If a conducting electron reduces to the valence band in an LED, where does it get the energy to go back to the conductance band upon leaving the diode so current can flow? I'm confused as to how current can flow completely through an LED if all electrons are reduced to the valence electron state, meaning they are not conducting electricity. Do the electrons return back to the conductance band energy state?
Dirac’s generalised ‘theory of holes’ in a stack of electron energy levels as corresponding to positive quasi- particles now forms the basis of our understanding of the quantum theory of solid state semiconductors and layered semiconductors known as ‘transistors’ . The purity of the crystalline lattice structure of silicon gives rise to the valence and conduction energy levels in a semiconductor. An ‘n-p’ junction between a silicon wafer doped with excess electrons (n-type) and a wafer with few electrons (p-type) – equivalently with an excess of positively charged ‘holes’ - forms a diode since electrons can only flow one way; from the excess n-side to the deficit p-side; under an applied voltage. Creating light as it flows turns our diode into a Light Emitting Diode or LED. Adding another n-layer turns this diode into an n-p-n two state transistor ‘sandwich’.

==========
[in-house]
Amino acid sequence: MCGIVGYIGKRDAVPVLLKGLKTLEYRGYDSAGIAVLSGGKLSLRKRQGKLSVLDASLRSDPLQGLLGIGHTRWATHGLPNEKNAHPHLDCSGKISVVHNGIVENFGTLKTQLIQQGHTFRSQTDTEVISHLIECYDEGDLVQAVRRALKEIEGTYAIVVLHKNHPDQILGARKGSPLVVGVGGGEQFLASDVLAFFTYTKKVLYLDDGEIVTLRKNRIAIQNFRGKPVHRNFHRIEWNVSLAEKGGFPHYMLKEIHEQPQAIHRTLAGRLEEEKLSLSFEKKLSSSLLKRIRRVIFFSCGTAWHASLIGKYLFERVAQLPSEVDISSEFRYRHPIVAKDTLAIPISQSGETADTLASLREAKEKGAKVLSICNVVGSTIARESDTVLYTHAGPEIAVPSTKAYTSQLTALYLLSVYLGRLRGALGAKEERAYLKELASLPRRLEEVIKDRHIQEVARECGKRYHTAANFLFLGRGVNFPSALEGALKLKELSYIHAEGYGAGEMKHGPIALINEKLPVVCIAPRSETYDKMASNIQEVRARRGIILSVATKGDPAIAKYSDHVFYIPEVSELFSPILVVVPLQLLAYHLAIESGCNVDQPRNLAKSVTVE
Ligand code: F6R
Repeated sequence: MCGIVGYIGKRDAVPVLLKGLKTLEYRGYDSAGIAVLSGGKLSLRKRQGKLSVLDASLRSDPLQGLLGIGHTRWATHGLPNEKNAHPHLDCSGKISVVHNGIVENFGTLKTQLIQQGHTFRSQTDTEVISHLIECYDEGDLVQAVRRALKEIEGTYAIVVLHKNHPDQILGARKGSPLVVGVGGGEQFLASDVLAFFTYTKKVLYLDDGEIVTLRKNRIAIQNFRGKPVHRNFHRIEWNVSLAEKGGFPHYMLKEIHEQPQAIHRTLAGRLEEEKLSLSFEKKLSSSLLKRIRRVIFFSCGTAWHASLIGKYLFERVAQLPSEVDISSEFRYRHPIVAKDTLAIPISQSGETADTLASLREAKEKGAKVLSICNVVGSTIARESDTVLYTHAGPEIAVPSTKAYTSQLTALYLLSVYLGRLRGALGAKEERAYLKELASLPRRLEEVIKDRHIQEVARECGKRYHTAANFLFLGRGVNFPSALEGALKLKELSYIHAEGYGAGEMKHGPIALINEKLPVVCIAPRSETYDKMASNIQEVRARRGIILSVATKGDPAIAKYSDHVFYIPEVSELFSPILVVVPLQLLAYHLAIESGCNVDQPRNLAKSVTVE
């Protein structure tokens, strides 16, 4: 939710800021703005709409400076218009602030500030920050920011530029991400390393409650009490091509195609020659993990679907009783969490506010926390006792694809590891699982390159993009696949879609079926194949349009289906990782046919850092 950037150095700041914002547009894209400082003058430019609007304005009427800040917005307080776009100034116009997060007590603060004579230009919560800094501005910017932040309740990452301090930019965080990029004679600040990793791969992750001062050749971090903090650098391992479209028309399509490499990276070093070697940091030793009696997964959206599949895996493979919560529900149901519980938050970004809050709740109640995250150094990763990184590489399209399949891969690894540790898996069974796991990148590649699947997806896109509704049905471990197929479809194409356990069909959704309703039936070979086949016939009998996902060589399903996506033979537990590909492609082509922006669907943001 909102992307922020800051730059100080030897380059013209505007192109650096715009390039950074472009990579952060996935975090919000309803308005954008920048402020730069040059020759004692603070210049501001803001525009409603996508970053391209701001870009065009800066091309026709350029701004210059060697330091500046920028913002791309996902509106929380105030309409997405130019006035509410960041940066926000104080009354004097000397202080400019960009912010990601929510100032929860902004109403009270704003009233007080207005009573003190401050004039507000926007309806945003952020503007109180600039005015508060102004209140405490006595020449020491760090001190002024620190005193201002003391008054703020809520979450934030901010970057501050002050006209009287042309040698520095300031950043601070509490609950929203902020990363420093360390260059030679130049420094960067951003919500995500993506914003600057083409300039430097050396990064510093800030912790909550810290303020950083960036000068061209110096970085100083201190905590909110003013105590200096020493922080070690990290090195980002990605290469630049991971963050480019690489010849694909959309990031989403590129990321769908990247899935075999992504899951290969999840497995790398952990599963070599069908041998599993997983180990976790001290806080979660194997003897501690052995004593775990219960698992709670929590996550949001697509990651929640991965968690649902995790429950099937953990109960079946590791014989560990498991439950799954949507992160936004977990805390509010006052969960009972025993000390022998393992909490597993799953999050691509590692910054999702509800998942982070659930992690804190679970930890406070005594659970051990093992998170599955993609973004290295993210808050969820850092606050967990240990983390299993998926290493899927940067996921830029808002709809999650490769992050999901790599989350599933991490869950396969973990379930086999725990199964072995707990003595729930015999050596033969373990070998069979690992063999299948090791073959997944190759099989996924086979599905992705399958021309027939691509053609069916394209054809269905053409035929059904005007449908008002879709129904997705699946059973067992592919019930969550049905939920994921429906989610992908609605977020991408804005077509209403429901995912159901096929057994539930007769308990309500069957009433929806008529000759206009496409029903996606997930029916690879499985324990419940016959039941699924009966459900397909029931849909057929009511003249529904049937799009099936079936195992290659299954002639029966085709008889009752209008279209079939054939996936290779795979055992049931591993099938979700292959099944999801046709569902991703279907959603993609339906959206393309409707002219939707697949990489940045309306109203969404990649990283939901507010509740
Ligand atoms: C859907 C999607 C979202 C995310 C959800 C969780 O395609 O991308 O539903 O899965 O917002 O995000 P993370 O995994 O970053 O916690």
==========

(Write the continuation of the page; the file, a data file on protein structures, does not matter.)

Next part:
W Shockley (1951) ‘Electrons and Holes in Semiconductors with Applications to Transistor Electronics’, Bell Labs/van Nostrand.